Chico State's independent student newspaper

The Orion

Chico State's independent student newspaper

The Orion

Chico State's independent student newspaper

The Orion

Tuition might rise again

The CSU Chancellor has proposed an increase in tuition prices that range from $270 for undergraduates to $438 for graduate students per year. This is after tuition has already been raised more than $1,000 in the past eight years.

This proposal is because of new CSU initiatives that total $346 million in new spending for the next year. This includes the graduation initiative.

This plan leaves students who are already scraping by wondering how they will afford another new setback.

Some Chico State students already work full-time or multiple part-time jobs in order to get by. The extended workload along with a full-class schedule gives students little breathing room.

The plan includes projects that the increased budget will benefit but leaves questions as to what exactly is being done with the money.

We have already argued that the library’s cut hours seem absurd considering how much money we pay for tuition. As students give more of their money away, they end up with less.

Students who work more are probably less likely to graduate in four years which contradicts the plan’s “graduate in four” initiative.

A section of the money will be going to increasing the salaries of professors. This result is because of the strike of last semester, which negatively impacted some student’s education.

It is understandable that tuition fluctuates. Inflation is natural, but the inflation of tuition prices in the past decade has not been.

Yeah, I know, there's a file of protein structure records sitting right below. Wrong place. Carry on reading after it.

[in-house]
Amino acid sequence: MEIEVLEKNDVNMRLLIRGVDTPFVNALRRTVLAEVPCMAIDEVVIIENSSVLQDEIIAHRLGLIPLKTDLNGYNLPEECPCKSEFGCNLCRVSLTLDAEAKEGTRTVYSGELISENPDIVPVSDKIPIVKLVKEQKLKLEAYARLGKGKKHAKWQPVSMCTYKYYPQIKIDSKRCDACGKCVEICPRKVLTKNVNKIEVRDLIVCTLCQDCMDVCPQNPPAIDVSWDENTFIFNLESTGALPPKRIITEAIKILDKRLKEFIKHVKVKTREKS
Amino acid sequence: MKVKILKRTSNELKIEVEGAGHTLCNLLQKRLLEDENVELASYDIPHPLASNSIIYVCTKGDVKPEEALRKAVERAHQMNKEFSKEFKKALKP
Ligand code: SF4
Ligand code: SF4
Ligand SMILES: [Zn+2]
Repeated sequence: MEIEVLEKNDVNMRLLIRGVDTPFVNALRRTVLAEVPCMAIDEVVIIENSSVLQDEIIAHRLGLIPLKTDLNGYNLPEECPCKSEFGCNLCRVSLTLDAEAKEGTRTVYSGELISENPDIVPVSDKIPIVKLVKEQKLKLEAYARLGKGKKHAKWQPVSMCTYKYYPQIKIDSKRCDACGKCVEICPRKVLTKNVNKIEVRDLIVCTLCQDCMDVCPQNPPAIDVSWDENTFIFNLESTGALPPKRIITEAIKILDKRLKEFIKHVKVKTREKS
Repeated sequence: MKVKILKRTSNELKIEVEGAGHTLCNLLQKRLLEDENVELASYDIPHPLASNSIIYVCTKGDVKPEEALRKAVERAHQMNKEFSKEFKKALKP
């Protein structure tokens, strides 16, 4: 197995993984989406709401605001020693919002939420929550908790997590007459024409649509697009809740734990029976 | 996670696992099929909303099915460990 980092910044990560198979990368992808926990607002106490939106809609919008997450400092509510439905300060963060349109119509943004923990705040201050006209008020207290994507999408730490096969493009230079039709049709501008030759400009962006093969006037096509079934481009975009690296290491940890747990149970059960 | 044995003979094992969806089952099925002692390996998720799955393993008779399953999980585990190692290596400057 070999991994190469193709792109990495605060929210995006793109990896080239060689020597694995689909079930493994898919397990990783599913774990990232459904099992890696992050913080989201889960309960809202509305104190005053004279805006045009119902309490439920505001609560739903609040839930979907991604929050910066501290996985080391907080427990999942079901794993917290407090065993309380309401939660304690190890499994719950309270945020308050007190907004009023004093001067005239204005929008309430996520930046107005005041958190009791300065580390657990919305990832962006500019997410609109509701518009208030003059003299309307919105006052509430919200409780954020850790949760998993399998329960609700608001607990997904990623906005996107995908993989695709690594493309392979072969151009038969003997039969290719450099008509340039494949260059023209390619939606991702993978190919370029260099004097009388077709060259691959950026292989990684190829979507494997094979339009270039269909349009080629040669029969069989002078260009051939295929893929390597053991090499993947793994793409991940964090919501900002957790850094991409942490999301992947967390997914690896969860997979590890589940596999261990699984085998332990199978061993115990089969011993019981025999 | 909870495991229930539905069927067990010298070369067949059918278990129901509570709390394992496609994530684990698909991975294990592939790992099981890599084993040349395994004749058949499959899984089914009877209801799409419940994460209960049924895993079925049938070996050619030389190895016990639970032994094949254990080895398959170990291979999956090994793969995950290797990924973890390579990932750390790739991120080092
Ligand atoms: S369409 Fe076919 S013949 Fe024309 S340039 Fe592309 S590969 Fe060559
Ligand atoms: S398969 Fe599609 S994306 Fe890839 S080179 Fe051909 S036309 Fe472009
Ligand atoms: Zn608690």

The increased paycheck of professors who can choose to limit a student’s education through the cancellation of classes and inefficient teaching methods leaves students feeling cheated from their college experience and money spent.

It’s not uncommon for a $200 textbook to be required for a class, and with a full-time schedule consisting of at least four to five classes, students can severely struggle to pay for books. Increasing tuition only makes the struggle more difficult.

Most importantly, the state of California needs to give its education system more money.

Education is one of societies most valuable things, and California’s government needs to support it more. If our government allotted more of the state budget towards education, the costs would not have to be passed down to students.

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  • K

    Karl // Nov 15, 2016 at 10:13 am

    I read through this just to see. The college projected to make $211 million approximately half is from tutition/fees and the other is from state support.

    the big costs seem to be
    faculty 52 million
    non-faculty 43 million
    benefits 56 million
    total for everyone is 152 million
    rest is operating expenses that adds up to 211 million of course. I think that non-faculty should be cut and faculty should stop complaining.